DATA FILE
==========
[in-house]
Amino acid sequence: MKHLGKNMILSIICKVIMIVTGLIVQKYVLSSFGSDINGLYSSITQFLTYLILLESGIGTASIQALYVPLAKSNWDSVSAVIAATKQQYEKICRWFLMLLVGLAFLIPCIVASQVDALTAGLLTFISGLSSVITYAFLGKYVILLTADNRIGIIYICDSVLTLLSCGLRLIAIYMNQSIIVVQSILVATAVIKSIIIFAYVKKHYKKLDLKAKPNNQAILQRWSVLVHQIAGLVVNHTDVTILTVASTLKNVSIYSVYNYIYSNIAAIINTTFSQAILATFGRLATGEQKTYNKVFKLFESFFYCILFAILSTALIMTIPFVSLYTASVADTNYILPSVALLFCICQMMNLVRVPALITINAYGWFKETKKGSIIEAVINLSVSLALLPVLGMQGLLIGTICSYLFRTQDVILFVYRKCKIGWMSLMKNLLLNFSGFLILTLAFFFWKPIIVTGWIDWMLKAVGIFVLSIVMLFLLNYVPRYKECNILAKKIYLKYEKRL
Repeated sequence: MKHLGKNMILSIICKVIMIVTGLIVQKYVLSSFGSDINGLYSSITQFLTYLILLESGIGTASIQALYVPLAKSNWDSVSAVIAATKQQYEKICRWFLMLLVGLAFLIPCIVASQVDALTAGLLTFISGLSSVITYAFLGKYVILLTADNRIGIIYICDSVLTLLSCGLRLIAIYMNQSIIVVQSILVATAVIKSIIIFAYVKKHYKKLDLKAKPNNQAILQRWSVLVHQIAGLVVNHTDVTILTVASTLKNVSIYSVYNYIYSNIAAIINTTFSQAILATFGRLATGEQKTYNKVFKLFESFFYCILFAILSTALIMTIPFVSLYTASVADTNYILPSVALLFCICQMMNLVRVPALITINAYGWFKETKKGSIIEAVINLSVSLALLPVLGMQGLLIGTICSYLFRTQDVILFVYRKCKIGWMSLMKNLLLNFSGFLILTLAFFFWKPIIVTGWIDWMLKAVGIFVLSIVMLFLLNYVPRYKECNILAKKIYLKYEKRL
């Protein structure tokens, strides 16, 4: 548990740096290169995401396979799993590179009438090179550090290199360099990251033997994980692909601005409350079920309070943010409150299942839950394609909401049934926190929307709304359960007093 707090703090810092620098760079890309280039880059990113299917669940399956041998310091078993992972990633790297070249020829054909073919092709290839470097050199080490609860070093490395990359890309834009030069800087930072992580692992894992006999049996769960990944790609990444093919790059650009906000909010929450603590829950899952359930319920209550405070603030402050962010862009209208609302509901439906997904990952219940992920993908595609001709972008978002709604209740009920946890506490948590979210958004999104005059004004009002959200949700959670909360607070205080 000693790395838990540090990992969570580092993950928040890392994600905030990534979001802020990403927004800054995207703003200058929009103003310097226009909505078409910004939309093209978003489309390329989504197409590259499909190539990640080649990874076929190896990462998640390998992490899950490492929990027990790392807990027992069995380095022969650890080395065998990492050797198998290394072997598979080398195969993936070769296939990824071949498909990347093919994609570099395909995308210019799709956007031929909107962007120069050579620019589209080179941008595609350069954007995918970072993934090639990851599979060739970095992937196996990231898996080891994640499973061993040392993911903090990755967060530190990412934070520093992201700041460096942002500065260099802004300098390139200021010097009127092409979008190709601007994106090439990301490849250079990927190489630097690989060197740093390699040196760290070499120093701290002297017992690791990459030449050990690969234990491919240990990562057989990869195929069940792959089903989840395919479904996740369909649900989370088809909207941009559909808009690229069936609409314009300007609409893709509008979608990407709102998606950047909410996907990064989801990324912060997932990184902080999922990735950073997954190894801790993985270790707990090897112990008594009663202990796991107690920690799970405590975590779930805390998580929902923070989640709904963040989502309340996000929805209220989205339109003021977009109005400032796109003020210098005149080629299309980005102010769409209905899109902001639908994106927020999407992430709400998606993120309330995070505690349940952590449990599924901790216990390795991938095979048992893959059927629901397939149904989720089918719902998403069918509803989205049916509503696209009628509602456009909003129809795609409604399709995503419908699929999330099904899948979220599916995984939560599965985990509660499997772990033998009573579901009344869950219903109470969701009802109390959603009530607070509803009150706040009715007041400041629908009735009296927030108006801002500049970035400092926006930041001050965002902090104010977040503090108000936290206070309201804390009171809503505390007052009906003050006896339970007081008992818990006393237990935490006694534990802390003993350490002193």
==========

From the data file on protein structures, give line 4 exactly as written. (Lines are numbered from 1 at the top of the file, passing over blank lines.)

């Protein structure tokens, strides 16, 4: 548990740096290169995401396979799993590179009438090179550090290199360099990251033997994980692909601005409350079920309070943010409150299942839950394609909401049934926190929307709304359960007093 707090703090810092620098760079890309280039880059990113299917669940399956041998310091078993992972990633790297070249020829054909073919092709290839470097050199080490609860070093490395990359890309834009030069800087930072992580692992894992006999049996769960990944790609990444093919790059650009906000909010929450603590829950899952359930319920209550405070603030402050962010862009209208609302509901439906997904990952219940992920993908595609001709972008978002709604209740009920946890506490948590979210958004999104005059004004009002959200949700959670909360607070205080 000693790395838990540090990992969570580092993950928040890392994600905030990534979001802020990403927004800054995207703003200058929009103003310097226009909505078409910004939309093209978003489309390329989504197409590259499909190539990640080649990874076929190896990462998640390998992490899950490492929990027990790392807990027992069995380095022969650890080395065998990492050797198998290394072997598979080398195969993936070769296939990824071949498909990347093919994609570099395909995308210019799709956007031929909107962007120069050579620019589209080179941008595609350069954007995918970072993934090639990851599979060739970095992937196996990231898996080891994640499973061993040392993911903090990755967060530190990412934070520093992201700041460096942002500065260099802004300098390139200021010097009127092409979008190709601007994106090439990301490849250079990927190489630097690989060197740093390699040196760290070499120093701290002297017992690791990459030449050990690969234990491919240990990562057989990869195929069940792959089903989840395919479904996740369909649900989370088809909207941009559909808009690229069936609409314009300007609409893709509008979608990407709102998606950047909410996907990064989801990324912060997932990184902080999922990735950073997954190894801790993985270790707990090897112990008594009663202990796991107690920690799970405590975590779930805390998580929902923070989640709904963040989502309340996000929805209220989205339109003021977009109005400032796109003020210098005149080629299309980005102010769409209905899109902001639908994106927020999407992430709400998606993120309330995070505690349940952590449990599924901790216990390795991938095979048992893959059927629901397939149904989720089918719902998403069918509803989205049916509503696209009628509602456009909003129809795609409604399709995503419908699929999330099904899948979220599916995984939560599965985990509660499997772990033998009573579901009344869950219903109470969701009802109390959603009530607070509803009150706040009715007041400041629908009735009296927030108006801002500049970035400092926006930041001050965002902090104010977040503090108000936290206070309201804390009171809503505390007052009906003050006896339970007081008992818990006393237990935490006694534990802390003993350490002193």